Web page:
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Dangerous Crossing

Dangerous Crossing(1953)

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teaser Dangerous Crossing (1953)

Although popular mystery author John Dickson Carr was highly prolific, this is one of the few films derived from his work. It was adapted from his 1943 radio drama "Cabin B-13," an episode of the mystery series Suspense. The show was repeated, with different actors, just seven months later. In fact, the story and Carr were so highly regarded, the author was given his own program under the title, a mystery anthology series in which the ship's doctor related a different strange tale from aboard the ocean liner where the titular cabin was located.

This film is based on the original plot, the kind of "vanishing lady" formula used so successfully in Hitchcock's appropriately titled The Lady Vanishes (1938), Otto Preminger's Bunny Lake Is Missing (1965), and most recently in Flightplan (2005). This time, however, it's the man who vanishes, the groom of newlywed Ruth Bowman (Jeanne Crain). After boarding an ocean liner for their honeymoon, hubby goes to the purser's office to put in safekeeping a large sum of money he's carrying. He never returns, however, sending his bride into a frenzy, especially when no one on board, and none of the ship's records, have any recollection of a husband accompanying her. In fact, she finds herself registered under her maiden name in another cabin, while hers (for some reason changed to B-16 in this version) remains empty. In her desperation, she turns to the only person who may be able to help her, the ship's doctor, played by British actor Michael Rennie.

The working titles of the picture were "Ship Story" and "Cabin B-13" (raising the mystery again of why the number was changed in production). It was filmed somewhat on the cheap (under half a million) and in only 19 days using the large ship sets from two of 20th-Century Fox's more lavish productions, Gentlemen Prefer Blondes (1953) and Titanic (1953). Coincidentally, Crain later starred in the sort-of sequel to the former movie, Gentlemen Marry Brunettes (1955), while Rennie provided the off-screen narration for the sea-disaster epic.

The leftover sets were well used by director Joseph M. Newman (The Outcasts of Poker Flat, 1952; This Island Earth, 1955) and respected cinematographer Joseph LaShelle , a nine-time Academy Award nominee, notable for his fine black-and-white work on The Apartment (1960), Marty (1955), and the film noir classic Laura (1944).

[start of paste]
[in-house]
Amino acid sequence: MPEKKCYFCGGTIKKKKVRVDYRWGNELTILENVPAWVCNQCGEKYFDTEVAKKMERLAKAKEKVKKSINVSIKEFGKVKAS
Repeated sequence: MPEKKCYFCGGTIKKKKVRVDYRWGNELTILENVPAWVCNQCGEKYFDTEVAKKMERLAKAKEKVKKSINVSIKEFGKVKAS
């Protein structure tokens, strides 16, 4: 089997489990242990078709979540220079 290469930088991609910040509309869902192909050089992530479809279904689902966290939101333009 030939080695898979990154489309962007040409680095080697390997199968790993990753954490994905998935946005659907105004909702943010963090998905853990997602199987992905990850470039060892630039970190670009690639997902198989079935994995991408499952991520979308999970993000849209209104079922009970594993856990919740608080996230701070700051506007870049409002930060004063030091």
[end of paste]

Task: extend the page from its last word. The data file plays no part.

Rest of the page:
This was Crain's penultimate movie under contract at the studio where she started her career a decade earlier. Crain generally liked working at Fox, but she was eager for new horizons and different types of roles. "There comes a time when an actress stays too long in the same place," she later said. "People get used to having you around, and they can't think of you in a different light."

The vanishing husband may look familiar to some viewers - Carl Betz, the star's husband on the sitcom The Donna Reed Show.

Carr's story saw several other incarnations. It was printed in Ellery Queen's Mystery Magazine in 1943, the year it debuted on radio, and later done on BBC radio in their Appointment with Fear series. It made it on to television as an episode of the Climax! series in 1958 with Kim Hunter in the lead and again as a TV movie (set in 1947), Treacherous Crossing (1992). As inexplicable as the cabin number changes, the characters' names in each version are different.

The urban legend that inspired the story can be traced back to a supposed conspiracy around the time of the 1889 Universal Exposition in Paris. An English woman traveling with her grown daughter collapsed on the bed of their hotel room. The hotel doctor sent the younger woman out for medicine, and when she returned, she found her mother had disappeared. The doctor and all of the hotel employees claimed never to have seen the mother, insisting the daughter had arrived alone, and someone else was registered in the room, which has now completely changed in appearance. According to the most frequent versions of the story, the young woman never sees her mother again, can find no one who will believe her, and ends her days in an insane asylum. In other versions, the determined daughter finally uncovers the truth-that the older woman had contracted the plague and the hotel, to avoid a tourist panic just when people were expected to flock to town for the world's fair, removed her and all traces of her to cover up the fact.

Director: Joseph M. Newman
Producer: Robert Bassler
Screenplay: Leo Townsend, based on the radio play "Cabin B-13" by John Dickson Carr
Cinematography: Joseph LaShelle
Editing: William H. Reynolds
Art Direction: Maurice Ransford, Lyle Wheeler
Cast: Jeanne Crain (Ruth Stanton Bowman), Michael Rennie (Dr. Paul Manning), Carl Betz (John Bowman), Mary Anderson (Anna Quinn), Marjorie Hoshelle (Kay Prentiss).
BW-75m.

By Rob Nixon

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